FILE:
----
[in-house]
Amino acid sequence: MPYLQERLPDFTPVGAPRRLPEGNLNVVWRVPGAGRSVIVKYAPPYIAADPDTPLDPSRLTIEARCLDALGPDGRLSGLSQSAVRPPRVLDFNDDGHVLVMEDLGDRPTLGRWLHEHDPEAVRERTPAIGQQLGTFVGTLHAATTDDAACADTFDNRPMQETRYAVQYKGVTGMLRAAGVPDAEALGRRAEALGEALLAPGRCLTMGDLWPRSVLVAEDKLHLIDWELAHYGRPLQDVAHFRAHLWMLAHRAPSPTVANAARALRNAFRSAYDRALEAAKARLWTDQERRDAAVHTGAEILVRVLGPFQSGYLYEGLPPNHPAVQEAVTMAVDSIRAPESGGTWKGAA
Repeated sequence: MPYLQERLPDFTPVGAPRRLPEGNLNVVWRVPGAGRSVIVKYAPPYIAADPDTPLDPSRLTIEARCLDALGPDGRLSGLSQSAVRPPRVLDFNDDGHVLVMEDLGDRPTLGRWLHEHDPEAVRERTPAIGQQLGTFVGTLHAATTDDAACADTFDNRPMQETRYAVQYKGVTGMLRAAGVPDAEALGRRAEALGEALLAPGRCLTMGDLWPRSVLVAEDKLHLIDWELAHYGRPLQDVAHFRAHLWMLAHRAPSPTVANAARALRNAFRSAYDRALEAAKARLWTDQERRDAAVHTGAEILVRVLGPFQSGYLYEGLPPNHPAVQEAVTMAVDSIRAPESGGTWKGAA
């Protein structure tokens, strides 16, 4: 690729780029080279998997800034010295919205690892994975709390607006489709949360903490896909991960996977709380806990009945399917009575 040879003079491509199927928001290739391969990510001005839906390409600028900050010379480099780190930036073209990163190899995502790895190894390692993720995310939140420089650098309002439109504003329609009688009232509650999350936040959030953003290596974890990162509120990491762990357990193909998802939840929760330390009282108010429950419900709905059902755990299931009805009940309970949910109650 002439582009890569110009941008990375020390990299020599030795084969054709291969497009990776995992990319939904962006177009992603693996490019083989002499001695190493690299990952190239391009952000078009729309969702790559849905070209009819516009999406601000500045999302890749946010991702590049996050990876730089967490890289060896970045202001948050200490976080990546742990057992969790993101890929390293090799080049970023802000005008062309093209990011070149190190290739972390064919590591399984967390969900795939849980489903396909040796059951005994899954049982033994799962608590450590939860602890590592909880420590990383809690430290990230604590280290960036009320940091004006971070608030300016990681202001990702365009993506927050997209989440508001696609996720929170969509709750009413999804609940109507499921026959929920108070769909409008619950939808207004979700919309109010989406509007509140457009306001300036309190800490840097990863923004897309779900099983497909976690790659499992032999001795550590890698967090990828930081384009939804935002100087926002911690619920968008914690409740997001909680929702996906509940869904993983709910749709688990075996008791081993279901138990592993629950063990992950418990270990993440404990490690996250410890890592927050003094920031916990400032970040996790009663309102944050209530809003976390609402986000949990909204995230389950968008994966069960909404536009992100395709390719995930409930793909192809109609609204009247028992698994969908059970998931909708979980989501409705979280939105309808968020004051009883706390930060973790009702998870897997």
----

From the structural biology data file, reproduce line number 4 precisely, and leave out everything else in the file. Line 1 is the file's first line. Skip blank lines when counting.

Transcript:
């Protein structure tokens, strides 16, 4: 690729780029080279998997800034010295919205690892994975709390607006489709949360903490896909991960996977709380806990009945399917009575 040879003079491509199927928001290739391969990510001005839906390409600028900050010379480099780190930036073209990163190899995502790895190894390692993720995310939140420089650098309002439109504003329609009688009232509650999350936040959030953003290596974890990162509120990491762990357990193909998802939840929760330390009282108010429950419900709905059902755990299931009805009940309970949910109650 002439582009890569110009941008990375020390990299020599030795084969054709291969497009990776995992990319939904962006177009992603693996490019083989002499001695190493690299990952190239391009952000078009729309969702790559849905070209009819516009999406601000500045999302890749946010991702590049996050990876730089967490890289060896970045202001948050200490976080990546742990057992969790993101890929390293090799080049970023802000005008062309093209990011070149190190290739972390064919590591399984967390969900795939849980489903396909040796059951005994899954049982033994799962608590450590939860602890590592909880420590990383809690430290990230604590280290960036009320940091004006971070608030300016990681202001990702365009993506927050997209989440508001696609996720929170969509709750009413999804609940109507499921026959929920108070769909409008619950939808207004979700919309109010989406509007509140457009306001300036309190800490840097990863923004897309779900099983497909976690790659499992032999001795550590890698967090990828930081384009939804935002100087926002911690619920968008914690409740997001909680929702996906509940869904993983709910749709688990075996008791081993279901138990592993629950063990992950418990270990993440404990490690996250410890890592927050003094920031916990400032970040996790009663309102944050209530809003976390609402986000949990909204995230389950968008994966069960909404536009992100395709390719995930409930793909192809109609609204009247028992698994969908059970998931909708979980989501409705979280939105309808968020004051009883706390930060973790009702998870897997």